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Molson Coors Attacks Craft Armada With $3.5 Billion Deal: Retail

Molson Coors Attacks Craft Armada With $3.5 Billion Deal
Coors beer bottles are arranged inside a bar. Photographer: Andrew Harrer/Bloomberg

Faced with an armada of smaller competitors, the world’s biggest brewers are getting bigger.

Molson Coors Brewing Co. yesterday joined international rivals such as SABMiller Plc and Heineken NV in expanding beyond their main territories as craft beers and imported brands seek to invade their traditional strongholds. The 2.65 billion-euro ($3.5 billion) purchase of StarBev LP will take Denver-based Molson into the Czech Republic, Hungary, Romania and Bulgaria.

“I can understand why they’d want to expand outside the U.S. and why they’d want to get into growth markets,” said Trevor Stirling, an analyst at Sanford C. Bernstein in London. The maker of Carling lager has “low penetration of craft and imports, which are the fastest-growing parts of the market.”

American lagers, which dominate the U.S. beer industry, have been on a steady decline as rising unemployment depresses spending and drinkers turn to everything from craft beer to wine and spirits. U.S. beer volumes have fallen for three straight years, including a 1.5 percent decline in 2011, according to researcher Beverage Information Group. That has led the world’s biggest brewers to look to other parts of the world for growth.

SABMiller, which has the biggest emerging-market exposure of the major brewers, last year gained a stake in Turkey’s Anadolu Efes Biracilik & Malt Sanayii AS and splashed out $11 billion buying Foster’s Group Ltd. in Australia. Japan’s Kirin Holdings Co. bought Brazil’s Schincariol Participacoes e Representacoes for $3.6 billion, while Amsterdam-based Heineken acquired Mexico’s Fomento Economico Mexicano SAB’s brewing unit in a 2010 transaction that Femsa valued at $7.35 billion.

Shifting Shares

Brewers including Kirin, Asahi Group Holdings Ltd. and Suntory Holdings Ltd. of Japan had expressed interest in buying StarBev from CVC Capital Partners Ltd., people with knowledge of the plans said in February. CVC, which manages a 10.8 billion-euro European buyout fund, purchased the Amsterdam and Prague-based brewer from Anheuser-Busch InBev NV for 1.5 billion euros in 2009.

Molson Coors plans to accelerate its expansion in emerging markets “to maintain the long-term health of our business,” Chief Executive Officer Peter Swinburn said on an analyst call.

The brewer’s Miller Lite brand saw its U.S. market share decline to 7.7 percent in 2010 from 8.6 percent in 2007, according to data compiled by Bloomberg Industries, while Coors Light and Natural Light increased share. Meanwhile, craft beers and imported brews have boosted their share of the U.S. market, the world’s most profitable, to 18 percent and are growing fast, according to Bernstein’s Stirling.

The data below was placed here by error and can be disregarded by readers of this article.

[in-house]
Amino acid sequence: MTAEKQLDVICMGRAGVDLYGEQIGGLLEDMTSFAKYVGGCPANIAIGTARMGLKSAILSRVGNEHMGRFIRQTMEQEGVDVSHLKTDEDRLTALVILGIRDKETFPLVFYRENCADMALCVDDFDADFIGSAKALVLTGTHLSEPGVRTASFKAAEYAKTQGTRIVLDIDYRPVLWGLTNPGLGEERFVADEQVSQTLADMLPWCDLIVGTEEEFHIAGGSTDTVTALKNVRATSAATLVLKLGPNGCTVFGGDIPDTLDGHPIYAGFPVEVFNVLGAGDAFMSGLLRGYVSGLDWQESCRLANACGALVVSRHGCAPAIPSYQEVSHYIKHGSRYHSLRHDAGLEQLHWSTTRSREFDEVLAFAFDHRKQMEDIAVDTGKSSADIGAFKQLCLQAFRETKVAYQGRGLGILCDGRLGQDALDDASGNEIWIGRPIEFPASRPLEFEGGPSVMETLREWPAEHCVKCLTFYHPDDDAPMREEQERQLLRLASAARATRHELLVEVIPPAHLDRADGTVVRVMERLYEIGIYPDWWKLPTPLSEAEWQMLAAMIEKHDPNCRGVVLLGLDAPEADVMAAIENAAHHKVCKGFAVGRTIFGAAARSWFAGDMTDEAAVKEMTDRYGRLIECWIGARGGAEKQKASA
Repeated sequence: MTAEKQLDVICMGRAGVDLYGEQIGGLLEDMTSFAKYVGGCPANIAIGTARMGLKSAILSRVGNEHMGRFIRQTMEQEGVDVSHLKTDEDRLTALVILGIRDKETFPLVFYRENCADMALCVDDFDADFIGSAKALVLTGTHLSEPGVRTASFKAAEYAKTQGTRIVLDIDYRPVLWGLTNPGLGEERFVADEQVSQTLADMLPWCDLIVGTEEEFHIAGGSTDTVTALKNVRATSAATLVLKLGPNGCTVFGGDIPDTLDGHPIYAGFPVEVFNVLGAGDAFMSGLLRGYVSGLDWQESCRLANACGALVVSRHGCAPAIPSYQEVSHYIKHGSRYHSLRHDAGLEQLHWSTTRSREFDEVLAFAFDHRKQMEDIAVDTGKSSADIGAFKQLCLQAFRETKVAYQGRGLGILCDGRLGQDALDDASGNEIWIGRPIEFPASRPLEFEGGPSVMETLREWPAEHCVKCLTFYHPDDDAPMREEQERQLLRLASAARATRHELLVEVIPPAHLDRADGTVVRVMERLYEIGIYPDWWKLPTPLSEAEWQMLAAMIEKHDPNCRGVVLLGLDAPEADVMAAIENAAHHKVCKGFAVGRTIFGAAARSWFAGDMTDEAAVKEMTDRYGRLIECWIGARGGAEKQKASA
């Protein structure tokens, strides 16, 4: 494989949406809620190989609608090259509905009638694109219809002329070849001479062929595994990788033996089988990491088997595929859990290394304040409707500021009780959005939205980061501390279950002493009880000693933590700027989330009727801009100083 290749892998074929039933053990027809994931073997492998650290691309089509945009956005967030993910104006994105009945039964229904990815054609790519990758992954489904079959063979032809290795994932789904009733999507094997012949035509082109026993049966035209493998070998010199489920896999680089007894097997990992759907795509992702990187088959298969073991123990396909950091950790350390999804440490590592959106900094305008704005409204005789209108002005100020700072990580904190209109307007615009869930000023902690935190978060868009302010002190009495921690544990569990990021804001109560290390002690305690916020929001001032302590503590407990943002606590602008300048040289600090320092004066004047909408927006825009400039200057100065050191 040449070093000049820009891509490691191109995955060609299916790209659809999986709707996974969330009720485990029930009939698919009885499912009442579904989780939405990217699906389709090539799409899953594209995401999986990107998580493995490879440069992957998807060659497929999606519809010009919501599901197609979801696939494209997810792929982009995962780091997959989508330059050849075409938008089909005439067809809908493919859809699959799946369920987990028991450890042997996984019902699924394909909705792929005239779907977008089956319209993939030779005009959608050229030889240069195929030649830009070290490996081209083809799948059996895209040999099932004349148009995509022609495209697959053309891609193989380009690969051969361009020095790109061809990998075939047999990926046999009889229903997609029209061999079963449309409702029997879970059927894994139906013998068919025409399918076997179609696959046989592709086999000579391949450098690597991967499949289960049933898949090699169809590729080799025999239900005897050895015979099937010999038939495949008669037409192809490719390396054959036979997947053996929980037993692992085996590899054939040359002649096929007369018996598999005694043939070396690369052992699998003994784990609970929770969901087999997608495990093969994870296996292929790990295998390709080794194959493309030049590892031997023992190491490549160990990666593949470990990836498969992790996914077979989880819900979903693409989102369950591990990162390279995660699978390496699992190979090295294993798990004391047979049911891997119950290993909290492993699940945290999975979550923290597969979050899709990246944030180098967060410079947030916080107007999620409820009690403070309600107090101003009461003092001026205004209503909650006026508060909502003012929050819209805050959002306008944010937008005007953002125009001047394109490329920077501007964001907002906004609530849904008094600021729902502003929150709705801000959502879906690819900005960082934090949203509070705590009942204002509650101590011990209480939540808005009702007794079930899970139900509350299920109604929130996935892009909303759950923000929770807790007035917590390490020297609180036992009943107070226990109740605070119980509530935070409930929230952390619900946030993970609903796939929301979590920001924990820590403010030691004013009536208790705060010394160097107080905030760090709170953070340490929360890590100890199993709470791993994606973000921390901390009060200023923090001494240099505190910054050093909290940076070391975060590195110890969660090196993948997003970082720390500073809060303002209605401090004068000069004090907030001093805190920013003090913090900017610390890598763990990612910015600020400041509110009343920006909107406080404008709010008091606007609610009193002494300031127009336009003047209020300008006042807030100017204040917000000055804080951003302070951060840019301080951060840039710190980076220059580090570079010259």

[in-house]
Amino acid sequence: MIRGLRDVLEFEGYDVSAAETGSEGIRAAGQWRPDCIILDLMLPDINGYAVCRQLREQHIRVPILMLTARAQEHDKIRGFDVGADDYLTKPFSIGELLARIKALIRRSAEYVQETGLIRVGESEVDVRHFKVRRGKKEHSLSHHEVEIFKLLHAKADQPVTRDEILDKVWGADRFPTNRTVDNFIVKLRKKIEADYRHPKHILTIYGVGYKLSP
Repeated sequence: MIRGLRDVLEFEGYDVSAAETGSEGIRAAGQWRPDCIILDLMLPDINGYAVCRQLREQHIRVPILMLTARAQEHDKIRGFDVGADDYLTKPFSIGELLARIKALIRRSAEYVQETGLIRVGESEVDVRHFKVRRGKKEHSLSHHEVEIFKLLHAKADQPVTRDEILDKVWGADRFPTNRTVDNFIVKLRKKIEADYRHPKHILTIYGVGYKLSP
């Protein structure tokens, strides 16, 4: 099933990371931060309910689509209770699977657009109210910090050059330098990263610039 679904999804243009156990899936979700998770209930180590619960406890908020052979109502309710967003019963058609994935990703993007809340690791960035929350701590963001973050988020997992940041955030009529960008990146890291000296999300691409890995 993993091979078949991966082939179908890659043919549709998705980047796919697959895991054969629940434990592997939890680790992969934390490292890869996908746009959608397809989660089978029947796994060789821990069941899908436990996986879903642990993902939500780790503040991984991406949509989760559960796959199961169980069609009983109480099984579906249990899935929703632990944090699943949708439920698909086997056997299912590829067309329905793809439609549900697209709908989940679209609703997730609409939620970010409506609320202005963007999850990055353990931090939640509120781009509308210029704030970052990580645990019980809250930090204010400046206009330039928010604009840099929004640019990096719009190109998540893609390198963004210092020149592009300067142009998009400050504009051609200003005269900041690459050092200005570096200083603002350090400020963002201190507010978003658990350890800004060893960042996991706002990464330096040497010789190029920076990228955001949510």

Flagging Light Beer

“For the past six months, Miller Lite has declined even further and faster,” Stirling said. The brand lost market share to Anheuser-Busch InBev after January’s introduction by the industry leader of Bud Light Platinum, he said.

Buying StarBev will help ease the burden of declining markets in both North America and the U.K. The maker of Staropramen gives Molson Coors access to nine breweries in central and eastern Europe and local brands such as Borsodi, Kamenitza and Niksicko, as well as distribution of lines such as Stella Artois, Beck’s and Leffe. Heineken said in February that beer volume in that region increased 6.5 percent in 2011, the fastest improvement of all the Dutch brewer’s units. That compared with a 0.2 percent increase in western Europe.

Molson Coors expects the percentage of revenue from markets outside the U.S., Canada and Britain to increase to “mid-teens,” it said on the call with analysts yesterday.

Local Brands

Still, the acquisition may not prove a panacea for Molson Coors. Central and eastern Europe “has gone from being a high-growth region to a low-growth region,” according to Bernstein’s Stirling, with a “significant increase in competitive intensity” from brewers including Heineken, Carlsberg AS, and SABMiller. It’s “the least attractive of the comparable emerging-market areas,” such as Africa, Asia and Latin America.

The region already has a high level of beer consumption per person, with little potential to increase volume, according to Melissa Earlam, an analyst at UBS AG. The Czech Republic has the highest per-capita consumption in the world, according to data from market research company Mintel International.

Amid the wave of brewing consolidation, the biggest deal of all may still be to come. The fact that AB InBev didn’t exercise a right to reacquire StarBev suggests that the industry leader is waiting for better opportunities, analysts at Societe Generale SA said in a note today, speculating that one of those may be a bid for SABMiller, the company’s nearest competitor with a market value of about 41 billion pounds ($65 billion).

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